By Michael E. Miller
By Allie Conti
By David Villano
By Jose D. Duran
By Michael E. Miller
By Allie Conti
By Kyle Swenson
By Luther Campbell
On Friday night, December 13, Miami-Dade County Commissioner Dorrin Rolle pulled his Mercedes-Benz sedan into the carport of his residence in one of Liberty City's more middle-class sections -- the corner of NW 90th Street and 10th Avenue.
As he left his car, according to Rolle and Miami-Dade County Police reports, the commissioner was accosted by two black men, one of them holding a silver revolver in a threatening manner. When he saw the gun, the portly commissioner, who has an affinity for snakeskin cowboy boots, screamed rather shrilly. This apparently scared off the would-be robbers, but two nights later, Rolle's daughter Judith found the driver-side window of her Lexus sport-utility vehicle shattered, and her Coach leather pocketbook -- which she'd forgotten on the driver's seat -- stolen.
"Since I was a boy, I've been able to travel the streets of Liberty City without fear," a melancholy Rolle recollected for New Times recently. "But that all twisted on Friday the 13th. I'm emotionally shaken. My family is emotionally shaken. By the grace of God, nothing happened to us."
Since the two incidents occurred, the brass at the Miami-Dade Police Northside station at 2950 NW 83rd St., which patrols the neighborhood, has assigned on-duty cops to watch over Rolle's house despite some officers' protests. The decision to provide free 24-7 protection has rankled some of Northside's patrolmen, who don't think it's appropriate to use valuable police resources to "reassure" the commish and his family.
"It's an abuse of power for him to have a service the average citizen doesn't have," said a Miami-Dade sergeant, who spoke on the condition of anonymity. "If he wants an on-duty officer to baby-sit his house, then he should have to fork over the cost."
This is not the first time Rolle has been under fire for abusing county police resources for his own benefit. Earlier this year, the county's Commission on Ethics and Public Trust charged that he'd exploited his official position by using county-budgeted money to pay for 43 police officers to work the 9th Annual Bob Marley Caribbean Festival (see "A Man in Fool," New Times, May 23, 2002). That happened on February 9. The expense would otherwise have been paid by the James E. Scott Community Association, an event sponsor, where Rolle just happens to earn $130,000 a year as president and chief executive. His "free cop" abuse cost the county $20,000, while saving JESCA $10,000; it also took 25 on-duty officers (the rest were getting OT) off crime-prevention duty in their own neighborhoods to coddle a reggae concert.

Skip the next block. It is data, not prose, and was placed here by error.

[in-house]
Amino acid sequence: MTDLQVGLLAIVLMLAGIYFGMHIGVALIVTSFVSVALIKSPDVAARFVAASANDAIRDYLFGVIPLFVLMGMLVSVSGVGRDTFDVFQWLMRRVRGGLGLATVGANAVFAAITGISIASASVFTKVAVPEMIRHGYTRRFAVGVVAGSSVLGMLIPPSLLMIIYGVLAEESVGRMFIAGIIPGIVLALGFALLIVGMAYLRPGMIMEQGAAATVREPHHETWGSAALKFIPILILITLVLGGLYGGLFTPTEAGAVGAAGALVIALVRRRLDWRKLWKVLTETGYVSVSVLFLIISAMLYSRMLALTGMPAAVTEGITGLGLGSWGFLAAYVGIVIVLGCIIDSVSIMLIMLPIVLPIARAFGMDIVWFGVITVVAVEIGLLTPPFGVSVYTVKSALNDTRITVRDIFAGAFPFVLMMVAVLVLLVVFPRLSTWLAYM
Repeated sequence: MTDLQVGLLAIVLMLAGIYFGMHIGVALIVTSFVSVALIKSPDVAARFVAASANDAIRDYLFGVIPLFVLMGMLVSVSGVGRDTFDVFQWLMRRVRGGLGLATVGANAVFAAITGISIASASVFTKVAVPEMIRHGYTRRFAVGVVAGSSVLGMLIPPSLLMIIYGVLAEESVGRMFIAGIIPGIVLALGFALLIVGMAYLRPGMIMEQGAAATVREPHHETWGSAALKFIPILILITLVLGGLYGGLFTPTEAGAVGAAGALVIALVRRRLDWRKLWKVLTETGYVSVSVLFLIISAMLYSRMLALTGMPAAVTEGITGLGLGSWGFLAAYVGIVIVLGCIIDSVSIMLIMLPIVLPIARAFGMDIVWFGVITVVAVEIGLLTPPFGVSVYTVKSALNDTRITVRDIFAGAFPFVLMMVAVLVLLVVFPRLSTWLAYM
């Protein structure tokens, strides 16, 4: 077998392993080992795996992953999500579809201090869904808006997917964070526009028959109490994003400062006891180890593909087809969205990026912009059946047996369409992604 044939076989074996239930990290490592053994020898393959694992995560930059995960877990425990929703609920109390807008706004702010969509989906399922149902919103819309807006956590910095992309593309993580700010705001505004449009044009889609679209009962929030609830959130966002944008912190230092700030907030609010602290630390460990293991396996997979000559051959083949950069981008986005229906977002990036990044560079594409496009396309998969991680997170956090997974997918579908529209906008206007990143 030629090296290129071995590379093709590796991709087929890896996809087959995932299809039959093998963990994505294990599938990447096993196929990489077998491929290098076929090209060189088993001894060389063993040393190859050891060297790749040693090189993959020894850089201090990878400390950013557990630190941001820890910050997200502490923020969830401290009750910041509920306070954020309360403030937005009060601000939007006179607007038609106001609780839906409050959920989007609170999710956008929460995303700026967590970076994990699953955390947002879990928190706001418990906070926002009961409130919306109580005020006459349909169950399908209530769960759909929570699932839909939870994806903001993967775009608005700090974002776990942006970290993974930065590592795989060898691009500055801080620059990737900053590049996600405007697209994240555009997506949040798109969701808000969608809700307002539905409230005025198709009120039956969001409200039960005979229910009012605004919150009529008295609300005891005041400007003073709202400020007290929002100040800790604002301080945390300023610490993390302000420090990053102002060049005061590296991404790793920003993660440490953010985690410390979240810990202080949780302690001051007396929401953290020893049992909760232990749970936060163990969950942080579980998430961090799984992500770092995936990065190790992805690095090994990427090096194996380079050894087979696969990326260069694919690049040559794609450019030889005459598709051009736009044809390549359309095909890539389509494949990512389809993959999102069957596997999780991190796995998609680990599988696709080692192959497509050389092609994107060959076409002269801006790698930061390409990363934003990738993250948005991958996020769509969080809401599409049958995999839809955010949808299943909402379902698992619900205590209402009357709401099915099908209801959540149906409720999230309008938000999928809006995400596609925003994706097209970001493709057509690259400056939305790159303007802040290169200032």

Normally the county commission has use of a sergeant-at-arms, who ferries commissioners to and from special events while also acting as a bodyguard. County Mayor Alex Penelas makes use of another sergeant-at-arms. The police department, however, does not make it a practice to use on-duty officers to watch over elected officials.
A reluctant Rolle spoke about the security detail at the county commission's regular meeting on December 17. He asserted that he did notask for the police presence in front of his house, but couldn't pass on the opportunity. Apparently Rolle doesn't see the problem in having his own publicly subsidized security detail. "The police department is making sure that my home and my family are safe," Rolle said. "I didn't ask ... but I certainly appreciate it."
Maj. Tyrone White, Northside's commander, did not return several phone calls seeking comment. But through a department spokesman, White vehemently denied the security detail was on duty, even though Rolle confirmed it. "The commander says that there have been several incidents in the commissioner's neighborhood, so the station increased police presence in the area," said spokesman Robert Williams. "But no one is watching the commissioner's house."
That wasn't the case when New Times drove through Rolle's neighborhood on December 19. The only police presence was a Miami-Dade Police patrol car idling across the street from the commissioner's home.
Inside the squad car, a black female officer with freckles, despite the intense glare from the midafternoon sun, kept a vigilant eye on Rolle's single-story, salmon-colored home, which is separated from the outside world by a dark red wrought-iron fence.
The officer, who did not want to be identified, told New Timesthat she was indeed assigned to guard the property. And she wasn't thrilled with the assignment either.
"A lot of cops aren't happy about this," she said. "In fact a lot of us are pissed. This is a waste of taxpayer money and county resources. This is a high-crime area where we should be responding to emergencies, not pulling a security detail!"